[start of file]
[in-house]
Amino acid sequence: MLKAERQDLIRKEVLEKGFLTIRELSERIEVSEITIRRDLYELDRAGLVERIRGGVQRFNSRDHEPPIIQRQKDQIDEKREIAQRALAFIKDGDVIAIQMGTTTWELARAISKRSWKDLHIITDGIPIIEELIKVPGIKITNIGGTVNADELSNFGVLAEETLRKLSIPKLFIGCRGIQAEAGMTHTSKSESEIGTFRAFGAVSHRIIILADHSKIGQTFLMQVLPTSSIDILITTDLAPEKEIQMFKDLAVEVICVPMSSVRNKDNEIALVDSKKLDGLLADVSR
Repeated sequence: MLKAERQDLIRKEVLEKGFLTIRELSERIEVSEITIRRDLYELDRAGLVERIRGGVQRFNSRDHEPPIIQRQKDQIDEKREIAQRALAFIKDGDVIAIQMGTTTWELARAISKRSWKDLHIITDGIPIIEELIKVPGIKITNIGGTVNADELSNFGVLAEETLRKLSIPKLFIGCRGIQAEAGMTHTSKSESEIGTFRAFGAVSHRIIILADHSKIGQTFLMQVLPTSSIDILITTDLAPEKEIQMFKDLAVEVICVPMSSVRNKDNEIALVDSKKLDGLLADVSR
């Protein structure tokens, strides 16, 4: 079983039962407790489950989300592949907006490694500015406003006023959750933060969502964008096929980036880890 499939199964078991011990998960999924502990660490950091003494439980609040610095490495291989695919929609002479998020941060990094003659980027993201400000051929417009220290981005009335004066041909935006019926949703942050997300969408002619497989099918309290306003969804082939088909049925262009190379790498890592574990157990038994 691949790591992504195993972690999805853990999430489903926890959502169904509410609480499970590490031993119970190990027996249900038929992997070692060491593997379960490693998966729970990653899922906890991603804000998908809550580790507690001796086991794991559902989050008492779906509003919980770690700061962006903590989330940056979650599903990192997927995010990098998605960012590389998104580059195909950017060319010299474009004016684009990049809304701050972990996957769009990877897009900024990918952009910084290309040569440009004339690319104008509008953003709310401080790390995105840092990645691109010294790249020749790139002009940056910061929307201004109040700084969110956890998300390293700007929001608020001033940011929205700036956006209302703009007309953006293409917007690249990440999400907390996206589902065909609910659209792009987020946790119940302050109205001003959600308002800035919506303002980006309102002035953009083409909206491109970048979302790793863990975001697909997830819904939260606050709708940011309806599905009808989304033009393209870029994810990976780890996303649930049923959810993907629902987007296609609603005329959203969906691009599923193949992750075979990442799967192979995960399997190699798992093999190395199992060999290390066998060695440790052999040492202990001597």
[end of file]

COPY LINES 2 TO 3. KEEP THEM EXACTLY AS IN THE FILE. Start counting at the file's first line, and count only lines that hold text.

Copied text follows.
Amino acid sequence: MLKAERQDLIRKEVLEKGFLTIRELSERIEVSEITIRRDLYELDRAGLVERIRGGVQRFNSRDHEPPIIQRQKDQIDEKREIAQRALAFIKDGDVIAIQMGTTTWELARAISKRSWKDLHIITDGIPIIEELIKVPGIKITNIGGTVNADELSNFGVLAEETLRKLSIPKLFIGCRGIQAEAGMTHTSKSESEIGTFRAFGAVSHRIIILADHSKIGQTFLMQVLPTSSIDILITTDLAPEKEIQMFKDLAVEVICVPMSSVRNKDNEIALVDSKKLDGLLADVSR
Repeated sequence: MLKAERQDLIRKEVLEKGFLTIRELSERIEVSEITIRRDLYELDRAGLVERIRGGVQRFNSRDHEPPIIQRQKDQIDEKREIAQRALAFIKDGDVIAIQMGTTTWELARAISKRSWKDLHIITDGIPIIEELIKVPGIKITNIGGTVNADELSNFGVLAEETLRKLSIPKLFIGCRGIQAEAGMTHTSKSESEIGTFRAFGAVSHRIIILADHSKIGQTFLMQVLPTSSIDILITTDLAPEKEIQMFKDLAVEVICVPMSSVRNKDNEIALVDSKKLDGLLADVSR